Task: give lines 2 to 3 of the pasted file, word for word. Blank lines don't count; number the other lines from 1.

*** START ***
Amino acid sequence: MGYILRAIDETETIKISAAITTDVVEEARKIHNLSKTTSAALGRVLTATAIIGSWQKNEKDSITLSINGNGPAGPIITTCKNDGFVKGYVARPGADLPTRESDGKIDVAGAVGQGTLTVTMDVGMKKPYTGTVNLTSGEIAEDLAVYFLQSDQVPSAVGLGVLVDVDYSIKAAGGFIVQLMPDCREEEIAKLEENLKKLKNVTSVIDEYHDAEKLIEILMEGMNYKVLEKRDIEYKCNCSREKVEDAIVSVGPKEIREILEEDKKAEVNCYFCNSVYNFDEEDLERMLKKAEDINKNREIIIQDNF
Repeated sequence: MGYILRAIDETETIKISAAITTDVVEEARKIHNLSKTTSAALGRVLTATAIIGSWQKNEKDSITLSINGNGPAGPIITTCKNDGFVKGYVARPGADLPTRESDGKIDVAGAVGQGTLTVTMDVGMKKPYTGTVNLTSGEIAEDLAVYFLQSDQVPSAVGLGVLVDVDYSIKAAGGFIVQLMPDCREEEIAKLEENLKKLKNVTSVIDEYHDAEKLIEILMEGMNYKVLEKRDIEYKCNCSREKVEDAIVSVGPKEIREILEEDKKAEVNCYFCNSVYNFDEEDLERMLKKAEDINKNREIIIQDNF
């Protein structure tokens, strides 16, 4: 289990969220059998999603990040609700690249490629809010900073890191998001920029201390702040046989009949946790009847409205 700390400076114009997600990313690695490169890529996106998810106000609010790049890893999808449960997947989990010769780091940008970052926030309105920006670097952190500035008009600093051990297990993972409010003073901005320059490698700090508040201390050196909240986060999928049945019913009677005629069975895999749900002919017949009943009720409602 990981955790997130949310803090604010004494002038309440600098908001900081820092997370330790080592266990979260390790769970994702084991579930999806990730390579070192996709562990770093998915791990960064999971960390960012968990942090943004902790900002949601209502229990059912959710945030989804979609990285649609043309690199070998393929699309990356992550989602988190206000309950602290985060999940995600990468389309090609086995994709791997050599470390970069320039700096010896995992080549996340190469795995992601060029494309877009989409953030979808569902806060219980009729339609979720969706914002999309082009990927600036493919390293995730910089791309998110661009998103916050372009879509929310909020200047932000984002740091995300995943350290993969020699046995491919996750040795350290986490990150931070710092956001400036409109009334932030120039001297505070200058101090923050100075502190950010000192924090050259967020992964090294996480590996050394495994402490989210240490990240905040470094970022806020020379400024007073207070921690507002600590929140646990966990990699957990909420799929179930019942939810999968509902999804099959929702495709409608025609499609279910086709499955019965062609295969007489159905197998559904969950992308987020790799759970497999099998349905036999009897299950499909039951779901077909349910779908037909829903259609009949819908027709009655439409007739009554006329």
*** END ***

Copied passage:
Repeated sequence: MGYILRAIDETETIKISAAITTDVVEEARKIHNLSKTTSAALGRVLTATAIIGSWQKNEKDSITLSINGNGPAGPIITTCKNDGFVKGYVARPGADLPTRESDGKIDVAGAVGQGTLTVTMDVGMKKPYTGTVNLTSGEIAEDLAVYFLQSDQVPSAVGLGVLVDVDYSIKAAGGFIVQLMPDCREEEIAKLEENLKKLKNVTSVIDEYHDAEKLIEILMEGMNYKVLEKRDIEYKCNCSREKVEDAIVSVGPKEIREILEEDKKAEVNCYFCNSVYNFDEEDLERMLKKAEDINKNREIIIQDNF
């Protein structure tokens, strides 16, 4: 289990969220059998999603990040609700690249490629809010900073890191998001920029201390702040046989009949946790009847409205 700390400076114009997600990313690695490169890529996106998810106000609010790049890893999808449960997947989990010769780091940008970052926030309105920006670097952190500035008009600093051990297990993972409010003073901005320059490698700090508040201390050196909240986060999928049945019913009677005629069975895999749900002919017949009943009720409602 990981955790997130949310803090604010004494002038309440600098908001900081820092997370330790080592266990979260390790769970994702084991579930999806990730390579070192996709562990770093998915791990960064999971960390960012968990942090943004902790900002949601209502229990059912959710945030989804979609990285649609043309690199070998393929699309990356992550989602988190206000309950602290985060999940995600990468389309090609086995994709791997050599470390970069320039700096010896995992080549996340190469795995992601060029494309877009989409953030979808569902806060219980009729339609979720969706914002999309082009990927600036493919390293995730910089791309998110661009998103916050372009879509929310909020200047932000984002740091995300995943350290993969020699046995491919996750040795350290986490990150931070710092956001400036409109009334932030120039001297505070200058101090923050100075502190950010000192924090050259967020992964090294996480590996050394495994402490989210240490990240905040470094970022806020020379400024007073207070921690507002600590929140646990966990990699957990909420799929179930019942939810999968509902999804099959929702495709409608025609499609279910086709499955019965062609295969007489159905197998559904969950992308987020790799759970497999099998349905036999009897299950499909039951779901077909349910779908037909829903259609009949819908027709009655439409007739009554006329």